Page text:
I think penalties for road offences need to be harsher.
In fact, I’d like them to be doubled.
Now before you yell abuse and spam my email account, let me tell you why.
I will never forget the first serious road crash I went to as a reporter.
I arrived at the scene to find a team of firefighters working to cut a woman from the absolute wreck that was the remains of her Holden commodore.
The noise of the jaws of life ripping the carcass of the car apart was hideous and from the blood I could see through my camera lens I was convinced she was dead.
By some miracle she survived but, every time I drive past that location I see it as it was on that day.
This is just one of many crashes I have attended during my time as a journalist and seeing first-hand the damage a car can do to a human body should be more than enough to stop anyone from breaking the law.
There were 184 fatalities on WA roads in 2014 and it leaves me wondering if people really think about the penalties for dangerous driving which are supposed to act as a deterrent before they get behind the wheel.
In a bid to lower the road toll, Western Australia recently increased its penalties for the majority of traffic offences.
The changes were the first significant increase in traffic offences in WA in more than 20 years and when the changes came into effect, acting police minister John Day told 6PR Radio that the new fines were aimed at avoiding horrors on the roads.
It goes without saying that the station was flooded with talk-back callers crying foul about revenue raising.
“There’s often plenty of comment, of course, about this being a revenue-raising exercise,” Mr Day said.
“It only has that effect if people don’t drive as they should on the road.”
I could not agree more.
But did you know that each Australian state and territory has different penalties for driving offences?
Having trawled through the rule book for each, I was surprised by how vastly different they are.
Not wearing a motorcycle helmet in Western Australia would set me back $550 and four demerit points but if I commit the same crime over the border in the Northern Territory I will get a $100 slap on the wrist.
Similarly if I talk on my mobile phone while driving in Tasmania I face a $300 fine and the loss of three demerit points but in the Northern Territory it would cost me $500 and three demerit points.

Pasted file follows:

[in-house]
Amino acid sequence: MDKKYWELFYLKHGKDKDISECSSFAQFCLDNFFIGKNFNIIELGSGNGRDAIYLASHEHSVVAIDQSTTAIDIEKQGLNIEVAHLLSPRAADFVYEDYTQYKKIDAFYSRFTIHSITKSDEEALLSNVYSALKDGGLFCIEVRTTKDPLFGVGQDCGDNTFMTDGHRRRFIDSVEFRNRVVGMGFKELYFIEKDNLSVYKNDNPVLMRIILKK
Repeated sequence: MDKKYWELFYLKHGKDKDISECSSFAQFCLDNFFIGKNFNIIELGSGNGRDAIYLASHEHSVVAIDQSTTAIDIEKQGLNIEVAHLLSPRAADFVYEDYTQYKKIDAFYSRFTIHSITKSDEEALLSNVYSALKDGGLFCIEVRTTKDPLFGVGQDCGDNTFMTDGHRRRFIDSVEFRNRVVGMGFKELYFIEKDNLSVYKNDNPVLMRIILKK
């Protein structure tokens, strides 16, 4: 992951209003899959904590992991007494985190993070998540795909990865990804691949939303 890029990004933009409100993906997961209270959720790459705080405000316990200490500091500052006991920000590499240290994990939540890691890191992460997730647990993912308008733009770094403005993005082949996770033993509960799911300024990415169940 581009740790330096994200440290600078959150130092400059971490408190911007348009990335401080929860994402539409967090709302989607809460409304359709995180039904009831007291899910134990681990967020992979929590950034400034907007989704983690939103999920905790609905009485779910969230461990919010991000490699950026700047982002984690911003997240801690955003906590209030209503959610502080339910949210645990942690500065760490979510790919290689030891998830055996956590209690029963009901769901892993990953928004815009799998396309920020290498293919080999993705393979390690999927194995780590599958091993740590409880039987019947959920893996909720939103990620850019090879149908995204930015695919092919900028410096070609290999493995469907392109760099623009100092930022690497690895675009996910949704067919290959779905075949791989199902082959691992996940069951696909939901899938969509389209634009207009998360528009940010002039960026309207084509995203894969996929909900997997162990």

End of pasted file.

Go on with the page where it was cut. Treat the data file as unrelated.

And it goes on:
Failing to stop at a red light in Tasmania will cost me $140 and three demerit points but I’ll fork out $415 in New South Wales.
The differences in fines for speeding were the most surprised, especially if I was to be driving more than 45 kilometres faster than the sign-posted limit.
Get flashed hooning in Victoria and I can expect to pay $722 and lose eight demerit points.
Pull the same move in South Australia and I would get a ticket for $952 with a whopping nine demerit points lost.
But if I commit this offence in New South Wales I would need to see my bank manager for a loan.
I would lose six demerit points and be hit with a $2252 fine.
In court last year I heard a Magistrate tell a male hoon that when he was travelling nearly at nearly 160 kilometres in a 110 kilometre an hour zone, street lights “would have looked like a picket fence”.
The comment certainly seemed to sober him up.
But so often the look on the faces of the convicted as they leave the courtroom tells me the fine they have been handed out has done little to make them realise the stupidity of their actions.
I think the time might be coming for a national penalty list to be drawn up and agreed upon by the states to make people realise just how dangerous their decisions can become.
If harsher penalties save lives on WA roads then I think it is worth it.
Because I really do not want to keep reporting on road deaths and I hope to see more people arrive alive to their destination in 2015.
What do you think? Should traffic fines be increased? Post a comment on this story or email your thoughts to email@example.com.
*In 2015 Fairfax Regional Media WA, the publisher of this website, is running a road safety campaign called Arrive Alive in an effort to help reduce the number of deaths on WA roads.
Click back to this website in the coming weeks, months and for the rest of the year to find out how you can join in this campaign and if you have a suggestion to make WA Roads safer we'd love to hear it. Email your suggestion to our Digital Editor Tim Carrier firstname.lastname@example.org.